"As I think most of us have gathered by now, but the mapping on the SD card is orientated to sending you down cycle tracks and cycle lanes, no matter how you have it set. So, I was wondering could you maybe replace the OE SD card and replace it with a SD card with City Navigator on it instead would that cure the issue?"
There was one single time when it did generate a route from St Pete to Tampa... it used the Pinellas trial to take me north (instead of east across the gandy bridge) and was about 200% farther than I needed to go. It took me north of the city I was in, then east above the city I wanted to go to, and then back down into and through the city, to it's southern tip where the bridge connects on the eastern side. I tried this in multiple planning modes (touring cyclist, cyclist, etc) and 'distance' 'time' etc..
On multiple screens the device failed to generate any route, using both hard physical addresses, and the map view's GPS location tool. The failure occurred in both 'map view' and in the routing view (to/from address screen). One of these failures provided an error, one simply stopped routing and returned to the previous screen.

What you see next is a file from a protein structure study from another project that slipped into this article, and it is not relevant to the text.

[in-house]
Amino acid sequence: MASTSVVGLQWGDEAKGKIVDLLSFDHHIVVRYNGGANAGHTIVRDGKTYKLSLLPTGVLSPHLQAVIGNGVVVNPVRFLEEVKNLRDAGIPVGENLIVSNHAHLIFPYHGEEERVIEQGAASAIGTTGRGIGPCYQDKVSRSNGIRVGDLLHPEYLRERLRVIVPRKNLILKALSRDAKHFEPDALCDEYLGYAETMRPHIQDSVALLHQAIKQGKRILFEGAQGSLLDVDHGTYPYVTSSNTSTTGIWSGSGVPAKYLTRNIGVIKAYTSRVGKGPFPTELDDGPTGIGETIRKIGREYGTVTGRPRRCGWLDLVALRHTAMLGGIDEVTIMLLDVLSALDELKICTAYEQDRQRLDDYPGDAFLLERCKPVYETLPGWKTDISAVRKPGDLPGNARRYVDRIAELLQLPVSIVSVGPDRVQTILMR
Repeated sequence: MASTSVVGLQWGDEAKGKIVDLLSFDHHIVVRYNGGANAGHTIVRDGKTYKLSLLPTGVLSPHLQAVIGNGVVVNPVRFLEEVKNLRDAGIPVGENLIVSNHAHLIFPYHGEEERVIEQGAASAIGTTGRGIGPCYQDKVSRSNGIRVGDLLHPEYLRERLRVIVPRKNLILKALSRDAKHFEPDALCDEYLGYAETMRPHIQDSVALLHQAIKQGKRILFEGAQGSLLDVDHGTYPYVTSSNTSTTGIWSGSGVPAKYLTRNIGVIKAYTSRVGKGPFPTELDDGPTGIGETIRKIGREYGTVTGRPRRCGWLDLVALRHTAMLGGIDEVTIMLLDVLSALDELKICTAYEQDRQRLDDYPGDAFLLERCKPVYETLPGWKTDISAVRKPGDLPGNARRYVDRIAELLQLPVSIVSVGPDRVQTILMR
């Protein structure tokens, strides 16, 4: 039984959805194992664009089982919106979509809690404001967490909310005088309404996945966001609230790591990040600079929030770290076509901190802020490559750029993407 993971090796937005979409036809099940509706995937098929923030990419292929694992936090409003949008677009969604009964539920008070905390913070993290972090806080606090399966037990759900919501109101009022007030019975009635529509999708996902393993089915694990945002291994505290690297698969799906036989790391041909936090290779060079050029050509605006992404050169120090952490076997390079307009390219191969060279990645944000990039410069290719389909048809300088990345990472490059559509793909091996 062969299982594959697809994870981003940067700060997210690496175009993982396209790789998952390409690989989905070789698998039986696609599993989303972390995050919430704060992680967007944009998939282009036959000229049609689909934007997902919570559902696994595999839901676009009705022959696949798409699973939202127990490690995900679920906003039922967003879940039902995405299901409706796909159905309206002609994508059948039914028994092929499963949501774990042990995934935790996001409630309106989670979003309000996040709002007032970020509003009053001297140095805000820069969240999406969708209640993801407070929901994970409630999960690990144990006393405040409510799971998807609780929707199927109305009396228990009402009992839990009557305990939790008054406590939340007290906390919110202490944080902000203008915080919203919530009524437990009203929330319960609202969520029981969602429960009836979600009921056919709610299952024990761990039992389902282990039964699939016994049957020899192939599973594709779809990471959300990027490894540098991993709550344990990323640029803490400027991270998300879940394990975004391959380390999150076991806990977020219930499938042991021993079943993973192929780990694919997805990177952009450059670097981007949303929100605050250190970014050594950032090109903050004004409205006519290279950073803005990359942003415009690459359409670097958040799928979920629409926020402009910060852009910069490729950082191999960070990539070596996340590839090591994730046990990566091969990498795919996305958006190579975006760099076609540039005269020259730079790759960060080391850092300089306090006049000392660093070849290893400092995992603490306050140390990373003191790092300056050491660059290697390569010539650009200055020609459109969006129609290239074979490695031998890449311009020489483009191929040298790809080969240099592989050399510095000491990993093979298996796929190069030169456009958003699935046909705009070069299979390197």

If I stayed within my own town, or did not try to cross any bridges, the device did create a route. This is of course ineffective for me, as I would not want to rely on a device with such strong shortcomings.
I have returned my device, but I truly hope that this experience is isolated and that you all find the best of luck with your devices. For $250, it may be worth the price to use as a Speed / GPS tools so you can map your average days travel and know where you are on long tours. for everyday 'I want to get somewhere' I would simply pull out a map.
Regardless of my disagreement with NateHawk's opinions, I have taken his advice and checked the forums and have come to the same conclusions: This device is a poor route planner for on the fly directions.
The tech on the phone when I requested my RMA simply stated the device was mostly used by Europeans, though I have no idea what the relevance of this statement is, as I was returning a USA mapped device.